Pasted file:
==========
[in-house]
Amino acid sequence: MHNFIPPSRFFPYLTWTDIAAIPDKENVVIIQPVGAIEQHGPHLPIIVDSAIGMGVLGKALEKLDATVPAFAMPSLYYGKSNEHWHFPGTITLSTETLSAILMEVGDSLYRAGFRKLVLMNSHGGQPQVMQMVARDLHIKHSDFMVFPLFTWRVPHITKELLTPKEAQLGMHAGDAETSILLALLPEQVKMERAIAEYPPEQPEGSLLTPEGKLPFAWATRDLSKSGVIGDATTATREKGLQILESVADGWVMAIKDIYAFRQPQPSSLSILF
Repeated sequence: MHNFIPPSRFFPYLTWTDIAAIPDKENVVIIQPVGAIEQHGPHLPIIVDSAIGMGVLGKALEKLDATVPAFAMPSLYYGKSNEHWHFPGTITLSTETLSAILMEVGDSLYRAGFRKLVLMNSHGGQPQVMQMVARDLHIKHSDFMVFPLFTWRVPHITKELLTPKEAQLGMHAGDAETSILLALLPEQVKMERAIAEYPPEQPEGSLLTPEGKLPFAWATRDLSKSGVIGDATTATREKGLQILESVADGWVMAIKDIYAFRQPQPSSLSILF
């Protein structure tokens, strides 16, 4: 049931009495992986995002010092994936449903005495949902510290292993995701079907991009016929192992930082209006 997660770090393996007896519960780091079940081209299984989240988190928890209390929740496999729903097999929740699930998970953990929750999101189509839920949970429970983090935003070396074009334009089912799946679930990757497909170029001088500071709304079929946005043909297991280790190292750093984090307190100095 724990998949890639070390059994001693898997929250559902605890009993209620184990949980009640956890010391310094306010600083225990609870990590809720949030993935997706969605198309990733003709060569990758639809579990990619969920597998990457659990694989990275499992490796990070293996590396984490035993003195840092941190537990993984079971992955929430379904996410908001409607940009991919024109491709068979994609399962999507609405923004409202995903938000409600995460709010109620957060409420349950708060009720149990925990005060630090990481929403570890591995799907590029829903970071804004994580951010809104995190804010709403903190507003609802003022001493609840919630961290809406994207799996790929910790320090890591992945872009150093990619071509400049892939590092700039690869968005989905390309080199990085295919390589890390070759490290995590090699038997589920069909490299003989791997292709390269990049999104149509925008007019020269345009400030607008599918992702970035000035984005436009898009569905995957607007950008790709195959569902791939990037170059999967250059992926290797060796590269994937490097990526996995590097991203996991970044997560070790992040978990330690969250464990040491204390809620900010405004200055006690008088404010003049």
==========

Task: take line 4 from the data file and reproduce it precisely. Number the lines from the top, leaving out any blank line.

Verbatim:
């Protein structure tokens, strides 16, 4: 049931009495992986995002010092994936449903005495949902510290292993995701079907991009016929192992930082209006 997660770090393996007896519960780091079940081209299984989240988190928890209390929740496999729903097999929740699930998970953990929750999101189509839920949970429970983090935003070396074009334009089912799946679930990757497909170029001088500071709304079929946005043909297991280790190292750093984090307190100095 724990998949890639070390059994001693898997929250559902605890009993209620184990949980009640956890010391310094306010600083225990609870990590809720949030993935997706969605198309990733003709060569990758639809579990990619969920597998990457659990694989990275499992490796990070293996590396984490035993003195840092941190537990993984079971992955929430379904996410908001409607940009991919024109491709068979994609399962999507609405923004409202995903938000409600995460709010109620957060409420349950708060009720149990925990005060630090990481929403570890591995799907590029829903970071804004994580951010809104995190804010709403903190507003609802003022001493609840919630961290809406994207799996790929910790320090890591992945872009150093990619071509400049892939590092700039690869968005989905390309080199990085295919390589890390070759490290995590090699038997589920069909490299003989791997292709390269990049999104149509925008007019020269345009400030607008599918992702970035000035984005436009898009569905995957607007950008790709195959569902791939990037170059999967250059992926290797060796590269994937490097990526996995590097991203996991970044997560070790992040978990330690969250464990040491204390809620900010405004200055006690008088404010003049």